I wonder how much he would cost. I agree with you that he could be a nice high-reward option. Personally, I would love to see a platoon of either him or Keppinger with Chavez, but the cost might be too high for that.

      • Chris_Carelli

        Youkilis will not come cheap in my opinion. He apparently has multiyear offers on the table, though he’ll accept a one-year deal for a team with “championship aspirations.” and that deal would to be worth more. If they ink Keppinger, he’d be on the short end of a platoon with Chavez because of the side of the plate they hit from, and I’m not sure he’s open to that, though he can fill in everywhere else in the infield too (except first) to give days off etc. I think they can afford to have both those guys (Keppinger and Chavez) and it still cost less than Youkilis will. Having both provides more depth for sure.

        • ikkf

          Just read on the Daily News that Chavez just signed with Arizona. This could shake things up a bit.

          • Chris_Carelli

            Lost him, lost Keppinger to White Sox and Youk is deep in discussion with Cleveland apparently. Reunion with Francona…

          • ikkf

            If it’s any consolation, Chavez is pretty brittle, so it would have been a tossup with him anyhow.

          • Chris_Carelli

            So is Youkilis (at least the last couple seasons). They met with Mark Reynolds’ agents today.

          • ikkf

            That’s good to hear. Reynolds would be a great fit, and I believe a 1-year contract would be do-able with him.

          • Chris_Carelli

            You think there becomes a problem with his strikeouts and Granderson’s?

          • ikkf

            I guess I’m weird in that I don’t think strikeouts are as big a deal as most people do. A K has no real statistical value in my book. I’d rather have a guy strike out than ground into a double play. If a guy is walking a lot and striking out a lot, that means he’s getting out on good pitches at least. Guys who walk a lot generally don’t ground into many double plays. Though .319 isn’t a great OBP, it’s not too bad when you consider Grandy’s avg was only .232. His 71 unintentional walks made him a more effective hitter than he seems.

          • http://YanksGoYard.com/ Matt Hunter

            Completely agree, ikkf. Strikeouts are only marginally worse than any other kind of out, and better than double plays, like you said. I wrote about Granderson’s strikeout “problem” a while back in case you’re interested: http://yanksgoyard.com/2012/10/22/how-problematic-are-grandersons-strikeouts/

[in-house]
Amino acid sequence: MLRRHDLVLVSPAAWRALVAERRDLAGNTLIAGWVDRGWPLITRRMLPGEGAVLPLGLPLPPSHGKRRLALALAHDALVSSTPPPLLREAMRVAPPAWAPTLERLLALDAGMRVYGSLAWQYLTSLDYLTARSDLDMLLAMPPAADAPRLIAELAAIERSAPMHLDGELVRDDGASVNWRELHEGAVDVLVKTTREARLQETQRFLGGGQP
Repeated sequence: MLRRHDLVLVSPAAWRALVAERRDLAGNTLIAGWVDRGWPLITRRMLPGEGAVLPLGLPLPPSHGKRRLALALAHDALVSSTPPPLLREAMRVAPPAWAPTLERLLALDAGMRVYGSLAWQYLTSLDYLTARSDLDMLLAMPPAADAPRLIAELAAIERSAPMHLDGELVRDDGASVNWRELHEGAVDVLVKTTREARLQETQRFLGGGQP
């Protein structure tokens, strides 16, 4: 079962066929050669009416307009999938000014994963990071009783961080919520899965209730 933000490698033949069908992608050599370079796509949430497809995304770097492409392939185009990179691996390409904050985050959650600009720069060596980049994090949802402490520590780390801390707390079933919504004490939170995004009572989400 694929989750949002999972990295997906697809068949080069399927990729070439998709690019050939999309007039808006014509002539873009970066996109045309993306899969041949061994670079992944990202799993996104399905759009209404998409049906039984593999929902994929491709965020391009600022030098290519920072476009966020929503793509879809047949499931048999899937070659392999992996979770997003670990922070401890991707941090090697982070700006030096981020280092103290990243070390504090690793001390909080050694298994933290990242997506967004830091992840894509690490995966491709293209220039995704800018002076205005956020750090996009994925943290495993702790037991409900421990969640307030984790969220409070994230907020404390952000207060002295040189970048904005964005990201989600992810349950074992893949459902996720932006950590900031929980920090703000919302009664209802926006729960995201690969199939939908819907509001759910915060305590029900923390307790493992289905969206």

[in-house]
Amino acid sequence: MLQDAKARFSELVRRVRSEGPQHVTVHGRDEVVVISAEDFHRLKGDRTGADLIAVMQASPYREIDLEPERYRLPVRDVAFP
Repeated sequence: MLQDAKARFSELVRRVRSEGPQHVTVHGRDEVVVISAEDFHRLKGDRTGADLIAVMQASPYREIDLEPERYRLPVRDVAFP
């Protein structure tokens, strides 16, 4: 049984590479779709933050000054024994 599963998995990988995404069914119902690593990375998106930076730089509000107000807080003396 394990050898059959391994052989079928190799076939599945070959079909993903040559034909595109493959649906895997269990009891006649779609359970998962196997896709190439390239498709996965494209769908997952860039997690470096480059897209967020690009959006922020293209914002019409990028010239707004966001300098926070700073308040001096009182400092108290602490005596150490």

• ikkf

            Excellent article, Matt. I think Grandy is due for a big bounceback next season like Swisher in ’09.

          • Chris_Carelli

            But can the team afford to have two guys with the same “issues” in the lineup daily? That was where I was going with the initial question. We’re not talking 100 strikeouts each, we’re talking easily 175 each. At that point, does it matter if they bounce in a double play or both K with a guy on base?

          • http://YanksGoYard.com/ Matt Hunter

            Chris, I don’t really understand why it matters. Offensive production is offensive production…doesn’t really matter where it comes from. You could maybe make a case that they shouldn’t be right next to each other in the batting order, but other than that I don’t see the problem with it (other than Reynolds being bad).

          • ikkf

            I don’t think it would be a problem. There are many examples of good teams with guys who struck out a lot. The ’93 Tigers’ lineup was filled with all-or-nothing sluggers who walked a lot including Rob Deer, Mickey Tettleton, Cecil Fielder, Travis Fryman, Chad Kreuter, Tony Phillips, but they still scored a ton of runs and were contenders.

          • ikkf

            Can you imagine how George would be reacting to all this if he were around? He’d be beside himself. And overreacting.